Festival fans have cause to celebrate - Auckland's biggest music event is coming back for round two.
Auckland City Limits, the day-long festival which hosted 25,000 fans at Western Springs Stadium for its March debut, will be back in 2017, organisers have confirmed to TimeOut.
"I never had any doubt we'd be back," says promoter Campbell Smith. "When you commit to doing one, you've got to be in it for the long haul."
Next year's event will be held on Saturday, March 11.
Smith is promising an eclectic musical line-up along with expanded food and drink options, the return of VIP bars, art installations and a stage dedicated to the kids.
"They're definitely all coming back and those are probably the things I want to expand on," he says, promising a "bigger and better" experience for punters.
There are also some "tweaks" coming to the site's layout, with Smith admitting they didn't get everything right first time around.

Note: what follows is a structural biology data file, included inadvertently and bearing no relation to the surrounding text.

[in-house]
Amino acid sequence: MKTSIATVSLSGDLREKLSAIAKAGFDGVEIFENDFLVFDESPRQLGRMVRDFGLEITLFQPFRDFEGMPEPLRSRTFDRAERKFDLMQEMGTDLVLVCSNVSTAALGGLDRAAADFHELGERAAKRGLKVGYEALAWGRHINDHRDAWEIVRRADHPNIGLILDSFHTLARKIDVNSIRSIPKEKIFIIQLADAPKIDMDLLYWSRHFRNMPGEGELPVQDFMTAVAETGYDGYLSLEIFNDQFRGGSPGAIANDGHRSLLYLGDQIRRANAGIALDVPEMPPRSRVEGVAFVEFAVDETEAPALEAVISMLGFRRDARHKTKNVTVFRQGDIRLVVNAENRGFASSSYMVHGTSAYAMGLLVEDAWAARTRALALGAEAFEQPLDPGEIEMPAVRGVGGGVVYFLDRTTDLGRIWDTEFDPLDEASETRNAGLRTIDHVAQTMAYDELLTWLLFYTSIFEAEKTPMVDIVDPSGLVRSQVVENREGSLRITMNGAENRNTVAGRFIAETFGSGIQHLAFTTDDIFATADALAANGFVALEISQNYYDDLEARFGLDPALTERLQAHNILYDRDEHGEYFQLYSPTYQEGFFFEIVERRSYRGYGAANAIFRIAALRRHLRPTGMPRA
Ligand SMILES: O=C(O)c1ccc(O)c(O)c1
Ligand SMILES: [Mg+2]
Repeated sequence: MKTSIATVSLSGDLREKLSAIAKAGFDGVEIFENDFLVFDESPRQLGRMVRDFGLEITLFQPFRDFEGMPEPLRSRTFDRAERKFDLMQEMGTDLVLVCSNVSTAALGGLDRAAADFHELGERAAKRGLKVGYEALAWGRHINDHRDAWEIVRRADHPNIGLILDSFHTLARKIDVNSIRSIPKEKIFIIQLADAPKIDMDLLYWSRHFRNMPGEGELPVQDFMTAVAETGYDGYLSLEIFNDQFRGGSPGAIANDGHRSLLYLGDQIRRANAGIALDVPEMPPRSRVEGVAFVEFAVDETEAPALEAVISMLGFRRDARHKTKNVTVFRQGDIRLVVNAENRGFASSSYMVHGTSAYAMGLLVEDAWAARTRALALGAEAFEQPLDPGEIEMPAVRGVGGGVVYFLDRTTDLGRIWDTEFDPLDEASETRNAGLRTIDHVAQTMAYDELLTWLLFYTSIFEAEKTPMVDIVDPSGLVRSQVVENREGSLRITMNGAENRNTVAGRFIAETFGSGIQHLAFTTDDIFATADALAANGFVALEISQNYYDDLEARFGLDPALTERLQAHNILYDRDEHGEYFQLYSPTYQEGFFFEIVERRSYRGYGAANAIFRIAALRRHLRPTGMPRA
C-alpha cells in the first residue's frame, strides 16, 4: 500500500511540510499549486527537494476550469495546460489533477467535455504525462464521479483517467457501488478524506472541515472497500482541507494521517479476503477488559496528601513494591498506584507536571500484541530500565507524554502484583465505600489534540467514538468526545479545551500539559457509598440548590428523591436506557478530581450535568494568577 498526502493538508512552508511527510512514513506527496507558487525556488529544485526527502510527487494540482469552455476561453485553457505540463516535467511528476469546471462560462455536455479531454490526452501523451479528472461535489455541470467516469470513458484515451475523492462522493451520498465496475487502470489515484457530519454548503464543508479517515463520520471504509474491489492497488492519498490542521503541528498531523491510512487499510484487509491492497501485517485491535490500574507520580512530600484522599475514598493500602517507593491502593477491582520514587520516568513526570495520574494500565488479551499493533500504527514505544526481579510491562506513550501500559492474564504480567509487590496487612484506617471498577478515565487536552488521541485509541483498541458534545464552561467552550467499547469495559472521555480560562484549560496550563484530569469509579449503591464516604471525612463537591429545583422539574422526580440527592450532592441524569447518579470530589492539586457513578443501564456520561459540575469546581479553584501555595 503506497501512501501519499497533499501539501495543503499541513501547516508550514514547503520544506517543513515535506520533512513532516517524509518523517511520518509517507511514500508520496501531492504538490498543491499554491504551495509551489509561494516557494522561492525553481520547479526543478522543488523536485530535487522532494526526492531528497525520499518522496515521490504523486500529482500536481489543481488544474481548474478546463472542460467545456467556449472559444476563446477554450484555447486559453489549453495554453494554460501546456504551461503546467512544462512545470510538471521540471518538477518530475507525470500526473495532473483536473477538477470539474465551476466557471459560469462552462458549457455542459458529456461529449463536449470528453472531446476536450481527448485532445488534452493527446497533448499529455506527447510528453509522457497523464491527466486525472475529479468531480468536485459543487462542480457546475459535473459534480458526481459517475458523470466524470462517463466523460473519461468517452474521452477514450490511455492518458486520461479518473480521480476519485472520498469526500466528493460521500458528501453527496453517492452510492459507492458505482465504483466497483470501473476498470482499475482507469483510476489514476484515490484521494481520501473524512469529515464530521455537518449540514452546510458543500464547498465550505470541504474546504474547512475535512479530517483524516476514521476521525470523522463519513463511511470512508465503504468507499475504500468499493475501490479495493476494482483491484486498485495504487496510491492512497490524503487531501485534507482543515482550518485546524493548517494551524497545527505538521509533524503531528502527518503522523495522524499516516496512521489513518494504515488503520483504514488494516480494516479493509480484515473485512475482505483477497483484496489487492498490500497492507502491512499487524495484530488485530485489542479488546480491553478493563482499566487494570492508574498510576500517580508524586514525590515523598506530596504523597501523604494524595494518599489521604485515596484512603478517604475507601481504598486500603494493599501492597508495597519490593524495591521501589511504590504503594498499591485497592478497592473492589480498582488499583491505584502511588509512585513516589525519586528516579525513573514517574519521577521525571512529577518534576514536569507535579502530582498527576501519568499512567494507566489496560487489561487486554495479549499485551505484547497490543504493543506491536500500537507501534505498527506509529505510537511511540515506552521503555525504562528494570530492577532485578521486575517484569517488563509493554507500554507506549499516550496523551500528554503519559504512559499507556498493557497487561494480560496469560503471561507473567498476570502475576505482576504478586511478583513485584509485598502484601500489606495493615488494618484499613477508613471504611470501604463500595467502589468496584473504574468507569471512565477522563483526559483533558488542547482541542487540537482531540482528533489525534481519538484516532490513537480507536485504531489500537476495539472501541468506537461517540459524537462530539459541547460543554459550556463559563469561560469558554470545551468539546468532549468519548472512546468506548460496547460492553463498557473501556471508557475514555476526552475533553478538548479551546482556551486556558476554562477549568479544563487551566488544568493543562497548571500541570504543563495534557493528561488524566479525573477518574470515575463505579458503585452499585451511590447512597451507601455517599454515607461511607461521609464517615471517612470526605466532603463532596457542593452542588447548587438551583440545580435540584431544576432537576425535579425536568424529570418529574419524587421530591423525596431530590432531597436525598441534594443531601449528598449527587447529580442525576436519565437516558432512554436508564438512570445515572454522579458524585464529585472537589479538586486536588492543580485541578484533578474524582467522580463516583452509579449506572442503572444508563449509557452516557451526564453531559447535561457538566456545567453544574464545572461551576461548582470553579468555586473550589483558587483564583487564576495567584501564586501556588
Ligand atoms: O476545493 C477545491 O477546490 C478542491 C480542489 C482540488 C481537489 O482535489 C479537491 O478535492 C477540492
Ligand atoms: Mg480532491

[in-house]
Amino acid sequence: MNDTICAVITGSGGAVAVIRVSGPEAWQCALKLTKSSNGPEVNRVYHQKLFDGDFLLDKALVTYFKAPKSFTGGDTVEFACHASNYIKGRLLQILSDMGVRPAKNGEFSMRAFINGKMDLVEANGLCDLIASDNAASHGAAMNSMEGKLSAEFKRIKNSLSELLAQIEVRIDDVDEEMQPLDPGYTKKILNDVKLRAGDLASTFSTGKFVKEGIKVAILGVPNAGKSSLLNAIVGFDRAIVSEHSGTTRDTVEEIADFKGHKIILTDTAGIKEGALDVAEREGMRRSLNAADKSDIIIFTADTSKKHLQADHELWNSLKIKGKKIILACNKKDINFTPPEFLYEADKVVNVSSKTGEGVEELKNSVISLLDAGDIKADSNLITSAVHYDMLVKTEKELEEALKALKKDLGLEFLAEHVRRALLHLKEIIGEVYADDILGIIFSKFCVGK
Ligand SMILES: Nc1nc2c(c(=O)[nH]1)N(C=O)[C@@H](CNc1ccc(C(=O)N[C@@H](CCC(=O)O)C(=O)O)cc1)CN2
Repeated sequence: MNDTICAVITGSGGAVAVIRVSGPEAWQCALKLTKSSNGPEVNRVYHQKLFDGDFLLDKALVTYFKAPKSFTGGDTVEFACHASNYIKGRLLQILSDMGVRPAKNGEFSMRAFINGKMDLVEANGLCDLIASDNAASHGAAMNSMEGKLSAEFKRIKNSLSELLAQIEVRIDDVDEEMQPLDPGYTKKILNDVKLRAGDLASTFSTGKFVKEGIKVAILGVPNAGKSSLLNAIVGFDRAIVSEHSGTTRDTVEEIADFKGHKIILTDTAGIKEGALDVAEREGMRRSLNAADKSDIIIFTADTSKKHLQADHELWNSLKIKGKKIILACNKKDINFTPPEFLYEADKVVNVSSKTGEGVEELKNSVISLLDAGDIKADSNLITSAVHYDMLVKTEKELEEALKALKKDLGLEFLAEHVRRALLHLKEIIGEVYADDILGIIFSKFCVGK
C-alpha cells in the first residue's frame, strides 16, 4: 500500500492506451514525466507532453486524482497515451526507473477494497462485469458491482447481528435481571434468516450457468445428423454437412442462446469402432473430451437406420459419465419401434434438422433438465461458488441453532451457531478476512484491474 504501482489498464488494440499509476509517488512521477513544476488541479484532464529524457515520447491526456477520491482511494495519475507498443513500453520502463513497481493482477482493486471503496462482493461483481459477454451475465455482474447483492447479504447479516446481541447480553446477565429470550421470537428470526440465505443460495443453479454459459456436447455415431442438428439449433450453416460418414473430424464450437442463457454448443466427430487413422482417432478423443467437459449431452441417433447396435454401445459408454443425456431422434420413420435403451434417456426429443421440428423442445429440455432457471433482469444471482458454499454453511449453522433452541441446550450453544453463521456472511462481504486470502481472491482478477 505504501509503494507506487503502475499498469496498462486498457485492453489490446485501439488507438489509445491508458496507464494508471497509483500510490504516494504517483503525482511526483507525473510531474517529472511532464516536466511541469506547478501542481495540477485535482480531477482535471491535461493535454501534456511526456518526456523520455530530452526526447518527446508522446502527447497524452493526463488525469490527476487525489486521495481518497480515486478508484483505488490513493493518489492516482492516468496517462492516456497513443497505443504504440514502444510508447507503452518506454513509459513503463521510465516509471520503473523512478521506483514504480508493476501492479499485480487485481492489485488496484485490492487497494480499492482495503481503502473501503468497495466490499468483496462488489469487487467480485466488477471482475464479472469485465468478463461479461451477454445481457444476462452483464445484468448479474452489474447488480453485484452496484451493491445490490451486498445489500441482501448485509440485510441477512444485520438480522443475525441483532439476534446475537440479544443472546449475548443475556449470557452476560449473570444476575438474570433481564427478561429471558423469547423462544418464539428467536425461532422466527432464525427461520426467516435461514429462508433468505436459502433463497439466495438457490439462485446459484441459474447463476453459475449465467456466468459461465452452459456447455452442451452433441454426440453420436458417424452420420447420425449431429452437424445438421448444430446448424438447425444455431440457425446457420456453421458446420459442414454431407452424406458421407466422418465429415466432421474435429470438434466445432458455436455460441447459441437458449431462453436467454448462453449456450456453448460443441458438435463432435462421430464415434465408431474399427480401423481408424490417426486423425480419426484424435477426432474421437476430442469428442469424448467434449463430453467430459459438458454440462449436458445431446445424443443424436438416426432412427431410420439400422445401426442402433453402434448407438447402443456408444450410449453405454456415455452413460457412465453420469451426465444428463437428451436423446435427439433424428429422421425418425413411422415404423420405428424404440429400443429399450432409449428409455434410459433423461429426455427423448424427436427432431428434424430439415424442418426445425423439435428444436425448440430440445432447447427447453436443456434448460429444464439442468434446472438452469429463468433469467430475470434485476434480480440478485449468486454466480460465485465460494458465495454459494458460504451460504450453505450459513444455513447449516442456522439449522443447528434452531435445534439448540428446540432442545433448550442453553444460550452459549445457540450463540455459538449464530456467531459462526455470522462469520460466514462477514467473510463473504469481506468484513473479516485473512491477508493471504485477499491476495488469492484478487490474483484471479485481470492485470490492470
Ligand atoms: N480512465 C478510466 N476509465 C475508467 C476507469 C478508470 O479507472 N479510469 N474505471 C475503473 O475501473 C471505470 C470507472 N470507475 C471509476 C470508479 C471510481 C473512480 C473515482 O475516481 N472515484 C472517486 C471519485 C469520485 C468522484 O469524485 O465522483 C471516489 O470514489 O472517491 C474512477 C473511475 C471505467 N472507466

Some audience members complained of lengthy queues forming later in the day.
"Bar queues were a bit too long for us, and the audience, but that's not hard to fix," he says.
Headlined by Kendrick Lamar, The National and Fat Freddy's Drop, ACL's debut appeared to go off without a hitch.
But Smith has revealed several stresses going on behind-the-scenes.
Firstly, a storm forecast to hit the region never eventuated.
"I was surprised that didn't arrive," Smith says.
The last act to play, acclaimed rapper Lamar, was late to arrive on stage. Smith says that was because his computer wouldn't work.
"Kendrick's ProTools not working for half an hour was a little bit stressful," he admits.
For now, the promoter is keeping busy signing the festival's headliners, details of which will be kept under wraps until the first wave of acts is announced in October.
There could be clues from ACL's parent festival, Austin City Limits, which is being headlined by Radiohead, Mumford & Sons, LCD Soundsystem and Major Lazer.
But Smith won't be drawn on details, saying his line-up has little to do with what happens in Austin because the festivals are months apart.
"There are a few critical components you need to get in place that makes the rest of the bill flow, and that's what we're working on now," he says.
"Having random acts is really important [and] a few key acts are already in there ... Nothing is worrying me. It's all on schedule."